Nadine Njeim was born in Baalbek District, Lebanon, in 1984 to a Lebanese Christian father and a Tunisian Muslim mother. Her multi-faith upbringing taught her tolerance and understanding from a young age. “I am saddened when I read posts attacking other religions,” she says, “I am lucky that I have been raised to accept others and to be introduced to both Christian and Islamic religions and respect them both.” Nadine grew up in the midst of the Lebanese civil war which she days brought her closer to her parents and five siblings.
Since age 12, Nadine dreamt of taking in part in Miss Lebanon, while in parallel planning to study medicine to become a plastic surgeon, but her medical ambitions gave way to the lure of the more glamorous life of a model. At age 16, Nadine began modeling, and at age 20, her life trajectory changed for good when she won the coveted Miss Lebanon Crown in 2004. She then went on to represent her country in Miss Universe 2005 in Thailand. Subsequently, she “felt the thirst to keep going, to stay in the spotlight”. While Nadine may have opted against a career in medicine and instead pursued a degree in business management, she names Mother Theresa as a role model, saying, “She is a symbol of unconditional love for people. She was there for everyone with no differentiation to race or culture.”
In 2009, she was encouraged by her friend the Lebanese writer Choukri Anis Fakhory to take up acting. She appeared on the series 'Khatwat Hob' and 'Rijél Hassém' in 2009, and won her first 'Golden Murex Award' in 2010 for her performance in ‘Khatwat Hob’. She later appeared on several other television series including 'Ajial', 'Abwab Ghaym' and 'Dhikra'. Over recent years, Nadine has become an essential part of the competitive Ramadan show race, appearing in the popular shows created for post-iftar viewings, such as Al Hayba, Nos Youm, Samra and Cello.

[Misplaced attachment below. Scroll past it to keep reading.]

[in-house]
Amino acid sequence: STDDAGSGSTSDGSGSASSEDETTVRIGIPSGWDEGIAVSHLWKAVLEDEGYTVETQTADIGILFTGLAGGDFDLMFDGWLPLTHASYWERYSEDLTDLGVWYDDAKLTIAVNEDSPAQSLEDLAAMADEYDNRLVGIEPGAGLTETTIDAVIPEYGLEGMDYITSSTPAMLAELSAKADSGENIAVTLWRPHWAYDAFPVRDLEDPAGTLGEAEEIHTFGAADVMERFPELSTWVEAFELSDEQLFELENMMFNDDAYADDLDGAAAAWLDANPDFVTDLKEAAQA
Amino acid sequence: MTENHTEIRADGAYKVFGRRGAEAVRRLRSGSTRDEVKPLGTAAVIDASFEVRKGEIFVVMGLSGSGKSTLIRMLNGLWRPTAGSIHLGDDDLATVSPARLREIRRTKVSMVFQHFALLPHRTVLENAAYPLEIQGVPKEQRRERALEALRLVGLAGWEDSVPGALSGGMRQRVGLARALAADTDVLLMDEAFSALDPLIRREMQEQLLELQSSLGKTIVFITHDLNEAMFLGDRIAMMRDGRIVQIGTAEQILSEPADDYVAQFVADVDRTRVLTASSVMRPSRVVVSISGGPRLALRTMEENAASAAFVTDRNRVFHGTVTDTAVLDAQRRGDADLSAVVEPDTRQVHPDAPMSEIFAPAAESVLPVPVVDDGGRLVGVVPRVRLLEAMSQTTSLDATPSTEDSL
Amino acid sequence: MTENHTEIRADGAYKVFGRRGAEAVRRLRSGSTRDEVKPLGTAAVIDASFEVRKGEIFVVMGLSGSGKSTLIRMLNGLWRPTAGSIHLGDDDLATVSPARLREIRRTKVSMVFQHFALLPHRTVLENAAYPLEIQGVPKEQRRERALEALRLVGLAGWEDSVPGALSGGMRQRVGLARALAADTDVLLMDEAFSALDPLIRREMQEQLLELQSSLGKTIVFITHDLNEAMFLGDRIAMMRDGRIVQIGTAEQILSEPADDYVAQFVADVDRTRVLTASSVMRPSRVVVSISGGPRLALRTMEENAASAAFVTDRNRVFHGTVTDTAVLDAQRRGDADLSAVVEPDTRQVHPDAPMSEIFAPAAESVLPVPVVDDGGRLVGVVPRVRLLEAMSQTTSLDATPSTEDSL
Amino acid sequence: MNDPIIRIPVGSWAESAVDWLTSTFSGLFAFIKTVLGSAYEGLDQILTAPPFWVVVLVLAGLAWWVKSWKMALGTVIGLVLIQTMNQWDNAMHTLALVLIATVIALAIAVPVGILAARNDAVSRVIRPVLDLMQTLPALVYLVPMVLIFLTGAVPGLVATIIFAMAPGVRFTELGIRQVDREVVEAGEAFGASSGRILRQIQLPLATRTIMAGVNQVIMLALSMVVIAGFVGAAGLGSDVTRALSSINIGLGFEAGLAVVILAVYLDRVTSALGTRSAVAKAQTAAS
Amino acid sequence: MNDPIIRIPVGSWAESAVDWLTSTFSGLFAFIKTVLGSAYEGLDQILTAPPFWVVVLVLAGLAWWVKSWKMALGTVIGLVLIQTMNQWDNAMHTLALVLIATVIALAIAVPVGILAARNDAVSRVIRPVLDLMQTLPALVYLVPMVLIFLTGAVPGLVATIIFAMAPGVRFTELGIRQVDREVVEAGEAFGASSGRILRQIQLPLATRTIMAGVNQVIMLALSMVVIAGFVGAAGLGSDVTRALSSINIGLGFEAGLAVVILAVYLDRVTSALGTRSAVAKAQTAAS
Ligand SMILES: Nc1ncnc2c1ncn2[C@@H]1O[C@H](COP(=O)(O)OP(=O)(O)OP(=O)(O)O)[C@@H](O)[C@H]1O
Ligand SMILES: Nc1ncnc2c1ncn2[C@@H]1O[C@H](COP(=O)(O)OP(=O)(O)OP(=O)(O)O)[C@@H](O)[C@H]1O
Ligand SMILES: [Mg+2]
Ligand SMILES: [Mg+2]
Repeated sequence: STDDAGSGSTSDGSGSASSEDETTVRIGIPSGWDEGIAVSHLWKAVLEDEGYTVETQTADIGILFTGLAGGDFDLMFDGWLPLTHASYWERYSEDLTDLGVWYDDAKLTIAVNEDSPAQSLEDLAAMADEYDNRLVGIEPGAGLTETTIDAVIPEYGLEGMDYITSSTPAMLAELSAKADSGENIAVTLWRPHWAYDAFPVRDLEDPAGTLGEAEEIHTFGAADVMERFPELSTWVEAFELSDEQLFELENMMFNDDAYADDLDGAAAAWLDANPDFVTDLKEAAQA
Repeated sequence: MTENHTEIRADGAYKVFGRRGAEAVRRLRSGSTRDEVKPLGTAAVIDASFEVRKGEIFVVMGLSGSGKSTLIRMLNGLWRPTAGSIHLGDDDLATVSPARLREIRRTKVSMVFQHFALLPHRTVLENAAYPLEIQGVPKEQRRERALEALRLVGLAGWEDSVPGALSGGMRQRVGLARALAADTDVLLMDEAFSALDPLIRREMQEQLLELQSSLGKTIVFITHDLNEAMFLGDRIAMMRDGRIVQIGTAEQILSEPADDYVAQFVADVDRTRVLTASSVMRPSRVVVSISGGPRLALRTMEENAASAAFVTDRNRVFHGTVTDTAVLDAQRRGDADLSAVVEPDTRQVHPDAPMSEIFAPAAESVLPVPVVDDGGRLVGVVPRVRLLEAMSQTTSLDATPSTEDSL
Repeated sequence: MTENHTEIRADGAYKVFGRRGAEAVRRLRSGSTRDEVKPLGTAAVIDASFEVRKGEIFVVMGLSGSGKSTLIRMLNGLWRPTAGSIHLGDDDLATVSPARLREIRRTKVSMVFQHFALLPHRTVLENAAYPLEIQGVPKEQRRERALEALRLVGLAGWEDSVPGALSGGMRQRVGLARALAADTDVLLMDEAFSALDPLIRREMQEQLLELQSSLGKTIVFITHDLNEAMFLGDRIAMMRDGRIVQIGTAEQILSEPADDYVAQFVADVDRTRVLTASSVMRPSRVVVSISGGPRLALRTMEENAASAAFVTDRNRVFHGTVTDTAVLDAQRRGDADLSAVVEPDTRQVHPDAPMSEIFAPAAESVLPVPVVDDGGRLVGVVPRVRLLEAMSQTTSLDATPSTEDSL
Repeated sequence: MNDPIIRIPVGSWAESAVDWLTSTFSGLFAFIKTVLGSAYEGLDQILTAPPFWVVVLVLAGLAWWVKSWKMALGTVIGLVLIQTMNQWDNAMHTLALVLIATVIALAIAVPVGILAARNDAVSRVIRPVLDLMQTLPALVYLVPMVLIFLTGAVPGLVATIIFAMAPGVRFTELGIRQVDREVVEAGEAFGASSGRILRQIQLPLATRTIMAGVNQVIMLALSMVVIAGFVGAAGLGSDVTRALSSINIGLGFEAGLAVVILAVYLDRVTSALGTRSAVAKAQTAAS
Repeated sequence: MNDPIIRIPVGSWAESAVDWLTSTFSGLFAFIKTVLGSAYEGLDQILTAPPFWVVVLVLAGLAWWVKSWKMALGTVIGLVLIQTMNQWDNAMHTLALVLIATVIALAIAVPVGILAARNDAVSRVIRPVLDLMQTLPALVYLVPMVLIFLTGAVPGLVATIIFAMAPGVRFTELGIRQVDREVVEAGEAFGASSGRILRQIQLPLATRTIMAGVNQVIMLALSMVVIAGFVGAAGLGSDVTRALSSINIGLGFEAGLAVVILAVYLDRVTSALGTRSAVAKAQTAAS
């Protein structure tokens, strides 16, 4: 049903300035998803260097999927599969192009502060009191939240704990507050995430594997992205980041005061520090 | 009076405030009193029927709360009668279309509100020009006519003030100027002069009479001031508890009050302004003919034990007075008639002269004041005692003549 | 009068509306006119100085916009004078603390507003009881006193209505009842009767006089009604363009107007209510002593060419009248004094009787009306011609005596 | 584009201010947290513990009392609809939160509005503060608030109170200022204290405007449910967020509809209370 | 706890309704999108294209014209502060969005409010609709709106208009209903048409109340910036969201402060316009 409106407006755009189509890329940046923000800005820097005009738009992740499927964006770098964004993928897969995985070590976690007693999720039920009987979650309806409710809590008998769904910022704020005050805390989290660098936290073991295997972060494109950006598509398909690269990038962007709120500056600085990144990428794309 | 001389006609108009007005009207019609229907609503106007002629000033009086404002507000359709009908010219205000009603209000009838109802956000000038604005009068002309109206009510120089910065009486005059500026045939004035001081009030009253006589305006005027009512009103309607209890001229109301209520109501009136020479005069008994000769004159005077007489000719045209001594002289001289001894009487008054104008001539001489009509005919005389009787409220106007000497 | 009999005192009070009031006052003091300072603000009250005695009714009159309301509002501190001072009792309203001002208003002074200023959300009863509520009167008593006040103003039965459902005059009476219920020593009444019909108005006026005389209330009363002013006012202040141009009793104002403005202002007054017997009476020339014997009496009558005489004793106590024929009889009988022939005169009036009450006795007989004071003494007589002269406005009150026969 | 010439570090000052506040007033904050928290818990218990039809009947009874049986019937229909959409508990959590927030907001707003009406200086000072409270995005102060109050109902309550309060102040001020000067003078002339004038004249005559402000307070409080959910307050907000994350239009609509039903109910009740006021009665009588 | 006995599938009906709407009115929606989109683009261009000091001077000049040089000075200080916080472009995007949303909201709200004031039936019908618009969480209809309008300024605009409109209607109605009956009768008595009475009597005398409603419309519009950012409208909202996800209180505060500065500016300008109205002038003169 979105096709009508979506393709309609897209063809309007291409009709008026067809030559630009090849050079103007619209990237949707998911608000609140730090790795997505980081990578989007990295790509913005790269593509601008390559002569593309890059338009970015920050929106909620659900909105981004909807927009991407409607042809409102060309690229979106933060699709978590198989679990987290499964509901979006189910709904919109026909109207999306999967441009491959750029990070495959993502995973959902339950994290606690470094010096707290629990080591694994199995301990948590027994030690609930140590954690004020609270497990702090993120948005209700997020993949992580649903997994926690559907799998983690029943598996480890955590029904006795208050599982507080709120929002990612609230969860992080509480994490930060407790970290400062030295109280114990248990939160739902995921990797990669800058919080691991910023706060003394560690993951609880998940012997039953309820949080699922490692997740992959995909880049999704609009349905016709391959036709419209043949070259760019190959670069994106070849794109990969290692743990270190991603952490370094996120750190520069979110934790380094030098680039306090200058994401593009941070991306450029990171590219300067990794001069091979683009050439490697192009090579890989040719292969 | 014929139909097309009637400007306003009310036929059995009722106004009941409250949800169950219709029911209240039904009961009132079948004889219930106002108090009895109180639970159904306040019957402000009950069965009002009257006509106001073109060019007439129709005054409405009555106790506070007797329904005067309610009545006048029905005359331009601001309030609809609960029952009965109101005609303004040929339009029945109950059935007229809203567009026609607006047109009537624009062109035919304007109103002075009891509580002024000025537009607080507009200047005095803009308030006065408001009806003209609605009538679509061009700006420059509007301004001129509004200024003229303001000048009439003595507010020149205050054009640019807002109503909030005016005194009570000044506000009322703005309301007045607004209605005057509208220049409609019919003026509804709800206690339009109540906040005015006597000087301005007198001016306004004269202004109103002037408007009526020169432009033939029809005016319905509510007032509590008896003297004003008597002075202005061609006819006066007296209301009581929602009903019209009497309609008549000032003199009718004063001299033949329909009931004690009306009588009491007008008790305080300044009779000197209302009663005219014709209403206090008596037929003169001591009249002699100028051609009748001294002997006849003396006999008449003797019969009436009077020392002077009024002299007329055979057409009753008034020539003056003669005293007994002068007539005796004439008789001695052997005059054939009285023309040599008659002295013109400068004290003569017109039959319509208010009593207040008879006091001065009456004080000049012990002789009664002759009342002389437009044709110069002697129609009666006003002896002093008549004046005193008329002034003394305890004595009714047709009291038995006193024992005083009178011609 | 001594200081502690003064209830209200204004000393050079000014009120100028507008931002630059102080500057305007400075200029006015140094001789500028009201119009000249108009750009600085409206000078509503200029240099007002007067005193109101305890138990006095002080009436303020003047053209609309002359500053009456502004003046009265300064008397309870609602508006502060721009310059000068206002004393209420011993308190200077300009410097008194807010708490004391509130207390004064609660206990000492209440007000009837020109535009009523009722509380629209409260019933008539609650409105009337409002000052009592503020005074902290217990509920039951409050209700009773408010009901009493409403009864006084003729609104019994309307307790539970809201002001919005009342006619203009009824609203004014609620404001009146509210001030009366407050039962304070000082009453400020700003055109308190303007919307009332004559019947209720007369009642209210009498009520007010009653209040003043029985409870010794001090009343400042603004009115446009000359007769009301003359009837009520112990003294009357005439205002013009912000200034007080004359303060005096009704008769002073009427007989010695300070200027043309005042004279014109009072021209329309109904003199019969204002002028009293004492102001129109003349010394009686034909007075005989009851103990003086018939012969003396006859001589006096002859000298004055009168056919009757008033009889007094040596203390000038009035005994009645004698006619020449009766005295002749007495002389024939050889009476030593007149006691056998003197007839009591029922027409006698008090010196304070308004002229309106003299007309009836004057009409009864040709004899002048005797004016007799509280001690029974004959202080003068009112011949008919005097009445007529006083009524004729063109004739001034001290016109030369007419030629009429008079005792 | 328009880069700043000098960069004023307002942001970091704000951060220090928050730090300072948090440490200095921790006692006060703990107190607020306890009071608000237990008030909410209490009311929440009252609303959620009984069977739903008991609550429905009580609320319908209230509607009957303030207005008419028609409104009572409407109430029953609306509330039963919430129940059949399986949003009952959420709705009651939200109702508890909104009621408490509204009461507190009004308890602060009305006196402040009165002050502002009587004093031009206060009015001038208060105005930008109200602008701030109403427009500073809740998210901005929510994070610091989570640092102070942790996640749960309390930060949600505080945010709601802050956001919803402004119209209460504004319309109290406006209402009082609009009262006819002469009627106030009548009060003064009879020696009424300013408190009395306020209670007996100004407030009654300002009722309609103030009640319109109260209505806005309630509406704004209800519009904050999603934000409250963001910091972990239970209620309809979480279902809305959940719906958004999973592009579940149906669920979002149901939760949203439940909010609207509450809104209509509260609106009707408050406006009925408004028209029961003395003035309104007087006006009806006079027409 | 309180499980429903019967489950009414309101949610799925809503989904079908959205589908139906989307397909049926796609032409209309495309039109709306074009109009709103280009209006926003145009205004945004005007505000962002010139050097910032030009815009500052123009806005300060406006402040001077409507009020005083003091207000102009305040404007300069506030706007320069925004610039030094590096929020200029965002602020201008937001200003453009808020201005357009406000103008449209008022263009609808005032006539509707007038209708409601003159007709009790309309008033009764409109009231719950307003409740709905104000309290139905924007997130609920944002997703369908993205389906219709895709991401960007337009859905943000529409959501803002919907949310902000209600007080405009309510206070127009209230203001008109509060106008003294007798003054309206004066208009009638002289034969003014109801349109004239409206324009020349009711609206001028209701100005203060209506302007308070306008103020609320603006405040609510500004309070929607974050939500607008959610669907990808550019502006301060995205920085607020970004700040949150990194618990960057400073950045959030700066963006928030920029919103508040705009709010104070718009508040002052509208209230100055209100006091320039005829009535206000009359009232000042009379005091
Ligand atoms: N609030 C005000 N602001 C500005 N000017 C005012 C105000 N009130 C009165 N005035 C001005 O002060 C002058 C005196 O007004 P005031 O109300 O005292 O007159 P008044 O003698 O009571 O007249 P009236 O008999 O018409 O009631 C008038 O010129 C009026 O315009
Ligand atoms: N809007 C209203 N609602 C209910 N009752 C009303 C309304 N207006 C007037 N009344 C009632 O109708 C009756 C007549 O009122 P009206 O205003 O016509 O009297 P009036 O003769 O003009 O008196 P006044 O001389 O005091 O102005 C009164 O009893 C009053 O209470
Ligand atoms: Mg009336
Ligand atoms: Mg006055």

The multi-talented star’s comments on her traditionalist views on gender equality caused a stir when a view of her discussing gender equality during a television interview in 2012 resurfaced in 2016. Answering questions on gender equality, she said, "I want women to stay women. If they equate me with a man, I’d feel like a man. I don’t want to. I want to stay a woman." Many interpreted her comments as against gender equality. In response to the backlash, Nadine said that her comments were deliberately taken out of context. Earlier this year, Nadine spoke to 'Harper’s Bazaar Arabia', where she clarified her position, "I defend equity not equality", she said, adding that "I see women being way more important than demanding gender equality." She thinks that the blind claim of equality is unhealthy, and that "Women should aspire to equity".
Nadine married civil engineer Hady Asmar on June 16, 2012, at a Domaine Du Comte in Daraaoun, Lebanon. The couple have two children, daughter Heaven and son Giovanni. She has volunteered as a first-aid worker in the Lebanese Red Crescent organization for several years.